Reliability of impedance measurements for the AMI electrode and the modified ORI electrode were both good and comparable (r = 0.87 and r = 0.79, respectively). We chose the modified ORI electrode for Experiment no. 3 because that electrode was more easily held in place (using ECG clips and wires) for extended time periods than the AMI electrode. The AMI electrode having been designed for intermittent measurements, using the light touch of a hand held probe, rather than secured in place for continuous measurements, could not be securely connected via a wire to the universal breadboard.
Near-continuous impedance measurements for 60 min were recorded at APs LU 9 and PC 6 and a non-AP site (located midway between these two points) in four volunteers, two males and two females, age range 29–61-years (Fig. 5). In all four individuals consistently lower impedance was recorded at LU 9 compared with the nearby non-AP site. In three of the four individuals, lower impedance was recorded at PC 6 than at the non-AP site. In Subject 3, the impedance at PC 6 was higher than at the nearby non-AP site (Fig. 5). Of interest is the fact that the relationship between impedance measurements at each of the three skin sites was maintained throughout the 60 min recording period in all four volunteers. Unexplained events or artifacts, which appear to be cyclical, are indicated in the traces from Subject 1 at time 15:04 and 15:23.
With the exception of the AMI (5), the Prognos (6,7) and the recently developed device of Wiegele et al. (8), commercially available electrodermal screening devices have not generally been tested for accuracy and reliability. As electrodermal measurements are prone to many sources of error we thought it was essential that, prior to developing a marketable system, a single channel prototype be rigorously evaluated. In this project we designed, developed and pilot tested the hardware and software of our prototype.
Several challenges were overcome when designing the hardware circuitry in order to measure a wide range of skin resistances and capacitances for periods up to 60 min. To overcome the skin/electrode interface problems, including electrode size and materials, probe pressure problems and the inclination of the probe (28–31) and physiologic fluctuations, we evaluated two electrodes of different sizes, shapes and materials that could be affixed to the skin and left undisturbed during 60 min measurements. Both electrodes performed reliably. The modified ORI dry electrode was selected for further studies because of the ease with which it could be secured by an ECG clip to the skin and connected to the universal breadboard. Preliminary testing of our system (instrument plus electrodes) at two APs and a non-AP site suggests that should differences in skin impedance between APs and non-AP sites exist, our system will be capable of distinguishing them.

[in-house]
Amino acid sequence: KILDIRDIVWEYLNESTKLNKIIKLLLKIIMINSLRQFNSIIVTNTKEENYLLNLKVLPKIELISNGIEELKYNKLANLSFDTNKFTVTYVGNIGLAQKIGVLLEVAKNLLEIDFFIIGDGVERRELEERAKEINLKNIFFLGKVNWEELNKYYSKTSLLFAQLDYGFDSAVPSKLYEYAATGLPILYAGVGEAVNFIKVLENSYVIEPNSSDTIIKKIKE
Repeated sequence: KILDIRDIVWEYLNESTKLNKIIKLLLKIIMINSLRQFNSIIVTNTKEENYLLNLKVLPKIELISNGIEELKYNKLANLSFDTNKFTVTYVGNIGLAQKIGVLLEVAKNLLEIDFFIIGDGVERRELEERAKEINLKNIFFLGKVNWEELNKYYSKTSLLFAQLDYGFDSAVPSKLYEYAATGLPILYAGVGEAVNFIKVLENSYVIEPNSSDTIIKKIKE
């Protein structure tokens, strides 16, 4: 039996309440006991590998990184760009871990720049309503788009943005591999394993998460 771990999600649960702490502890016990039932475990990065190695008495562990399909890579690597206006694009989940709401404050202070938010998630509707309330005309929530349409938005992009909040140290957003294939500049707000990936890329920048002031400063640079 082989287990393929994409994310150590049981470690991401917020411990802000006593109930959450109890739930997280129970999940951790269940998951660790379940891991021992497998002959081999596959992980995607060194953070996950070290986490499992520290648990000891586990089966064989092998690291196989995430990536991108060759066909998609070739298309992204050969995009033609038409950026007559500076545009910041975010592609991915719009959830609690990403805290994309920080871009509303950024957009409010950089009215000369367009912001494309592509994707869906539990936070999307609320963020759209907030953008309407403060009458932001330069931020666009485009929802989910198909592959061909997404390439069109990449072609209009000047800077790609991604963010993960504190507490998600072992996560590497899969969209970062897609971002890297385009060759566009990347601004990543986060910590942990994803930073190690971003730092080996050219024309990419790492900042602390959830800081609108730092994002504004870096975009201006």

From a previous study (34) in which we assessed the normal physiologic variability of AP skin impedance over 24 h, we realized that an automated system would be essential if we intend to fully characterize skin impedance at APs at multiple sites over several hours. Multichannel impedance measuring systems have been developed for assessing skin impedance at APs at particular moments in time (8,29,35,40–43). However, to our knowledge, no researchers other than Motoyama (44) have attempted to simultaneously assess electrical skin changes at different APs over time. Motoyama reports an experiment in which he simultaneously recorded skin potentials at APs (using insulated needle electrodes) in response to stimulating acupuncture point TE 4. He observed a response specifically in the TE meridian (at TE 1, TE 10, TE 23) and in its linked meridian (at PC1, PC 3 and PC 9) (44). It should be pointed out that Motoyama evaluated skin potentials (rather than skin impedance) and found the generalized Galvanic Skin Response that occurred at all recording sites, to be different from what he termed a ‘meridian reaction’ which occurred only in related acupuncture meridians. To our knowledge, no other researchers have replicated Motoyama's experiments. Our multichannel system will allow us to attempt to verify Motoyama's work and to test several other fundamental aspects of the bioelectromagnetic mechanistic theories of acupuncture.
Preliminary measurements of skin impedance suggest that our single channel device when used with a modified ORI dry electrode records repeatable skin resistance and capacitance over time and can differentiate impedances at skin sites in close proximity to each other. The next step in our program of research is to develop a multi-channel, fully automated system capable of simultaneously measuring skin impedance at 24 A and eight non-acupuncture sites for periods up to 24 h.
We would like to thank Aaron Rood, of Orbitral Research, Inc. for supplying the ORI electrodes used in the study and for his ongoing advice.
Conflict of interest statement The individual authors report no conflict of interest in this Research Project.